Nasty Habit – Nasty Habit

Nasty Habit - Nasty Habit

Released February 24, 2012 (Nasty Habit)

Track List:
01. Tripped
02. Hip Shakin’ Fox
03. Saturday Night
04. Lethal Addiction
05. Hot Mess
06. Money Hungry
07. Strut Your Stuff
08. What You Need
09. Love Won’t Wait
10. Rampage
11. Cruisin’
12. Misery Loves Company
13. Silver Bullets

Tommy Ende – vocals
Kenny Ende – guitar and vocals
Frank Wheeler – bass and vocals
David Jordan – drums and vocals

Formed in 2008 by guitarist Kenny Ende, Nasty Habit are named on their website as the ‘world’s rudest band’… not quite. With an image notably influenced from the ’80s (but perhaps verging on the tongue-in-cheek Steel Panther vibe) and musical influences noted to be Motley Crue, Van Halen, Firehouse, and Slaughter, you might expect Nasty Habit to either be a tiresome replica or simply not very good. Fortunately they aren’t the former, yet have a tendency to stray towards the latter.

  The band’s self-titled debut album has an overly amateur feel from the thin mix and unmemorable riffs — except for “Hip Shakin’ Fox”, which seems to be an attempt to mimic CJ Snare‘s self-assured vocals and Bill Leverty‘s signature guitar sound (both from Firehouse). The majority of the songs lack a clear sense of direction — “Cruisin'” and “Saturday Night” both have drum and bass introductions that feel more like out of place fills. The 80 second instrumental “Hot Mess” isn’t hot, but it certainly is a mess — running up and down the scales is boring, attention-seeking and if Kenny Ende truly is the backbone to this band then I feel like they may need some extra support.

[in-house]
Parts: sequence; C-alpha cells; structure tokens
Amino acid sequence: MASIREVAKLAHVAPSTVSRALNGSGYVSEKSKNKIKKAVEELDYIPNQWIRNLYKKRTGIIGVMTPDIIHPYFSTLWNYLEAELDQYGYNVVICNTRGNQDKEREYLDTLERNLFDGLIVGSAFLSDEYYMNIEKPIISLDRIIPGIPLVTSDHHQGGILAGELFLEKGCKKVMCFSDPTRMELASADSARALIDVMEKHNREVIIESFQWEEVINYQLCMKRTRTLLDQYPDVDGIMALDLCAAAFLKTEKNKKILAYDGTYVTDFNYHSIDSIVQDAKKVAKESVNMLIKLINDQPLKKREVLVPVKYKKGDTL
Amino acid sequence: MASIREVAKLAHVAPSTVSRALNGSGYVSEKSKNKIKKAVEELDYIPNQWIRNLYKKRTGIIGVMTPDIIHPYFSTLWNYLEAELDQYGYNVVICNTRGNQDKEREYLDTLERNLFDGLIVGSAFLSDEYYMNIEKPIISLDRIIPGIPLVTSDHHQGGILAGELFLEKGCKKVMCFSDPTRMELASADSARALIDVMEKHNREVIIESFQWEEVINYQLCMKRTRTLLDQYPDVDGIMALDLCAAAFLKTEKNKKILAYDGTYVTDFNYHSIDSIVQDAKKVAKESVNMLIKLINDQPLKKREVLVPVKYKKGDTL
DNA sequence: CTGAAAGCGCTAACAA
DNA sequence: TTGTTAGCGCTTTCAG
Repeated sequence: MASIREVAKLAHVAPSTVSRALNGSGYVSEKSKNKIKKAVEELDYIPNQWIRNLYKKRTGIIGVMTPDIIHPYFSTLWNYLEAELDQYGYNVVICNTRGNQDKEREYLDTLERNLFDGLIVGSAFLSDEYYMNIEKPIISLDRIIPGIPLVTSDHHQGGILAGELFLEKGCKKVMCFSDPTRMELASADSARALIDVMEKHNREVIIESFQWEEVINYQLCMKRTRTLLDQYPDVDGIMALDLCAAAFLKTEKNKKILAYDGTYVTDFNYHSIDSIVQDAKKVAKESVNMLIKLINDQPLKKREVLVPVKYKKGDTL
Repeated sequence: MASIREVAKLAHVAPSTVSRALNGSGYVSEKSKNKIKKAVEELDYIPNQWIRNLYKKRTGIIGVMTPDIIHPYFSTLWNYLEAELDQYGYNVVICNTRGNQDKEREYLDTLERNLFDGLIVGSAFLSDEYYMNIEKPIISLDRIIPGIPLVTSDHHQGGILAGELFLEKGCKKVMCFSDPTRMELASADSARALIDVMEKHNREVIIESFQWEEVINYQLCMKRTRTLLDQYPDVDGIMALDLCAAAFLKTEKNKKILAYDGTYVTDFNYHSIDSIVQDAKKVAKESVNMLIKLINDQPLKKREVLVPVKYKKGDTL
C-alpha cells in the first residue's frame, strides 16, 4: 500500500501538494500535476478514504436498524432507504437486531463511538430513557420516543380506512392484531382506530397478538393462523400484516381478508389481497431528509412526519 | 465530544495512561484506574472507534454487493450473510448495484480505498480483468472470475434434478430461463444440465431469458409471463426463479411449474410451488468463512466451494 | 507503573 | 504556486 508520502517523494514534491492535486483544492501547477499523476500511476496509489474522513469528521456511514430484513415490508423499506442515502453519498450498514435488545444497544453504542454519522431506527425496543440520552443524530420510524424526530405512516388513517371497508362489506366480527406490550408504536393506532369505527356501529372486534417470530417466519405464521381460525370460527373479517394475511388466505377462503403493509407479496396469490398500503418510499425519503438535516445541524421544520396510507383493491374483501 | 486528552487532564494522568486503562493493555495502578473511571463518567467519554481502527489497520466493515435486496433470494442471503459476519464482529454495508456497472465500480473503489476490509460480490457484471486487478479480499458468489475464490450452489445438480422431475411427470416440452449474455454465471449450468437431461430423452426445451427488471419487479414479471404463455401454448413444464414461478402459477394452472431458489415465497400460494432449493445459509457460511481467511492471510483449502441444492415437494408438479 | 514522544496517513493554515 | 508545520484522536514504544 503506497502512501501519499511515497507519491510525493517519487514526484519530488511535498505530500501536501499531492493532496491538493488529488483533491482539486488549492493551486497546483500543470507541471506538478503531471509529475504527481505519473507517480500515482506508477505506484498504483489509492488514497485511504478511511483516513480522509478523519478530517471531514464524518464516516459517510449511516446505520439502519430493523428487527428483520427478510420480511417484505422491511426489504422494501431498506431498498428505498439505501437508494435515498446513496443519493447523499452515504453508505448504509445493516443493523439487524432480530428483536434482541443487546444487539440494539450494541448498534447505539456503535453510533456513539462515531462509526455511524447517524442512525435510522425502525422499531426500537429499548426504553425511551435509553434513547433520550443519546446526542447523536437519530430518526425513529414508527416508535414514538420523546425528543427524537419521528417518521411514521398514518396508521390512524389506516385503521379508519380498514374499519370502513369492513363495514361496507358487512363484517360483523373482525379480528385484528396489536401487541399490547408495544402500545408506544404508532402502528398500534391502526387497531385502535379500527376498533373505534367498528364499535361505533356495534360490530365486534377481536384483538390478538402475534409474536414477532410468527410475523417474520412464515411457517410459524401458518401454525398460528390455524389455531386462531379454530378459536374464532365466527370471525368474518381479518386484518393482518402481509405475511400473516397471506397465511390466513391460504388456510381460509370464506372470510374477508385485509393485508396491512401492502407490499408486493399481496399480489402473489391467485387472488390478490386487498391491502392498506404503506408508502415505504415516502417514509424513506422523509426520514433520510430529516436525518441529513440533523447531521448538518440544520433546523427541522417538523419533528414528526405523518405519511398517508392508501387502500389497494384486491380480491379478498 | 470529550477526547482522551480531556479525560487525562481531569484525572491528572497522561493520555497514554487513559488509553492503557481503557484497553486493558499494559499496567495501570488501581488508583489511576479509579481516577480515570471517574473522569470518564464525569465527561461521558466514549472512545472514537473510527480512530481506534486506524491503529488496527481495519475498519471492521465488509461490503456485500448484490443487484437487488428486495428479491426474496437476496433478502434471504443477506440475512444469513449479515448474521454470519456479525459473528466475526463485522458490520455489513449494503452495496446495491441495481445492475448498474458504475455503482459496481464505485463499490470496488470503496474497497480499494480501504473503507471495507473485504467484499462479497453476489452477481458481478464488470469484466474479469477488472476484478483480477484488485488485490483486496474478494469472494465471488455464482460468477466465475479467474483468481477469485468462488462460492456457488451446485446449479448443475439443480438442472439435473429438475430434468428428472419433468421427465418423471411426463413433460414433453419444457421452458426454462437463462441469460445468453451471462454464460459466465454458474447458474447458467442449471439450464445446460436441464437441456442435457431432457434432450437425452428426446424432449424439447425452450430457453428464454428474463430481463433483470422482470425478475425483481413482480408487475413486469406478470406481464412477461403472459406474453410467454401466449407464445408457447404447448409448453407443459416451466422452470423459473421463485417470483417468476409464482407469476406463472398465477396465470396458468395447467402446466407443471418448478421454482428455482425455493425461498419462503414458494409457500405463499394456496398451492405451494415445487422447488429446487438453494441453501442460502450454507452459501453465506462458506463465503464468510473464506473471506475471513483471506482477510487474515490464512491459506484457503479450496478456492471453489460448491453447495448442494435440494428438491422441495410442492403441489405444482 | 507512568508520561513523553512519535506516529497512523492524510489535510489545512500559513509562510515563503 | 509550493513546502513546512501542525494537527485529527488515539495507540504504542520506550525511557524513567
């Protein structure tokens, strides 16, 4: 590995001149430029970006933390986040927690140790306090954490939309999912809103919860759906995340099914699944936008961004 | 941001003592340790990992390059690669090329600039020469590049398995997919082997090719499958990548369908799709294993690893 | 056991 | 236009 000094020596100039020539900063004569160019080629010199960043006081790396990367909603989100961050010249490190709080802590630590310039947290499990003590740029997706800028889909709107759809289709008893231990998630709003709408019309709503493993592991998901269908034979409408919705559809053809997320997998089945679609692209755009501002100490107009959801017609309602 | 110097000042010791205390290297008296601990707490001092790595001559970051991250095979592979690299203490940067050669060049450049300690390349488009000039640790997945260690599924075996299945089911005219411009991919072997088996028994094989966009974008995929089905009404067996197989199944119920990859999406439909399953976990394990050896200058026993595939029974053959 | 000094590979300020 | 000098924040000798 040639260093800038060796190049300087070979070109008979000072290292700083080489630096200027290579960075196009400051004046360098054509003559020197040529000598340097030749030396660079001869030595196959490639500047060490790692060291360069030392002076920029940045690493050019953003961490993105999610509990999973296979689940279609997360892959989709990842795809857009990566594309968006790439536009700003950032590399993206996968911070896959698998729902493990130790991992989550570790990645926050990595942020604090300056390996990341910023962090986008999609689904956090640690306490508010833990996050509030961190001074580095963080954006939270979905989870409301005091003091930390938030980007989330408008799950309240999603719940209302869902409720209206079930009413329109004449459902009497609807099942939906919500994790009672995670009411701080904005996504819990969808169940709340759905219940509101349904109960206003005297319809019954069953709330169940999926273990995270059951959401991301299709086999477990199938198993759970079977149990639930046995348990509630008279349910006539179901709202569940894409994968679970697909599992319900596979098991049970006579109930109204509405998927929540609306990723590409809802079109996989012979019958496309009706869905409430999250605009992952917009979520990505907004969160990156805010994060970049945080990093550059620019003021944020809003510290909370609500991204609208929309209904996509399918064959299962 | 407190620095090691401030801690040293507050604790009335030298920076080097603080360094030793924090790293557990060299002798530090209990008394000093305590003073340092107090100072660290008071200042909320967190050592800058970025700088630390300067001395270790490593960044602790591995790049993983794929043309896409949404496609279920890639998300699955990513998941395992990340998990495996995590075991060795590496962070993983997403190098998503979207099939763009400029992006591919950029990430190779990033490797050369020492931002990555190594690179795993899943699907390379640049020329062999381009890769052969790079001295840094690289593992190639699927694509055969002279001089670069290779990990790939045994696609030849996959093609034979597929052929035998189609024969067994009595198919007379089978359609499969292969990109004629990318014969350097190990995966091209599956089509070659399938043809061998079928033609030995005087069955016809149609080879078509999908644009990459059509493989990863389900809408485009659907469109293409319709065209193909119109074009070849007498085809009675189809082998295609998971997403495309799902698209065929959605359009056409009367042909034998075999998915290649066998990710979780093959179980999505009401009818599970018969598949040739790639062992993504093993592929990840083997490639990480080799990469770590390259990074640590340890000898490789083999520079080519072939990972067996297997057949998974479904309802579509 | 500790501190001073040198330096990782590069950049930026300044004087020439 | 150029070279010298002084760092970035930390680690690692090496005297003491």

The pace finally begins to quicken with “Money Hungry” and the band’s energy is unleashed with a little less ‘wannabe’ and a little more natural performance. It could still do without the chanted backing vocals though — which aren’t even in tune and would reduce their influencing artists to tears. The improvements linger into the Tesla influenced “Love Won’t Wait”, the ballad of the album, and while Tommy Ende‘s vocals still aren’t stunning, you begin to believe in the lyrics a little more. Laidback “Misery Loves Company” also suits a toned down sound and has a funky foundation laid down by bassist Frank Wheeler, but these highlights can’t reconcile the flagging album. I was pleased the New York band chose to close with “Silver Bullets”, as I felt it ended the album on a more positive note and captured the few, but better attributes of Nasty Habit.

  Overall Nasty Habit isn’t overly impressive, and an album I found near impossible to get into. There are no rare gems to be found, but some carefree, easy-listening pieces if you’re not too fussy, from a band I think could do much better. –

Reviewed by JJ Lee for Sleaze Roxx, June 2012

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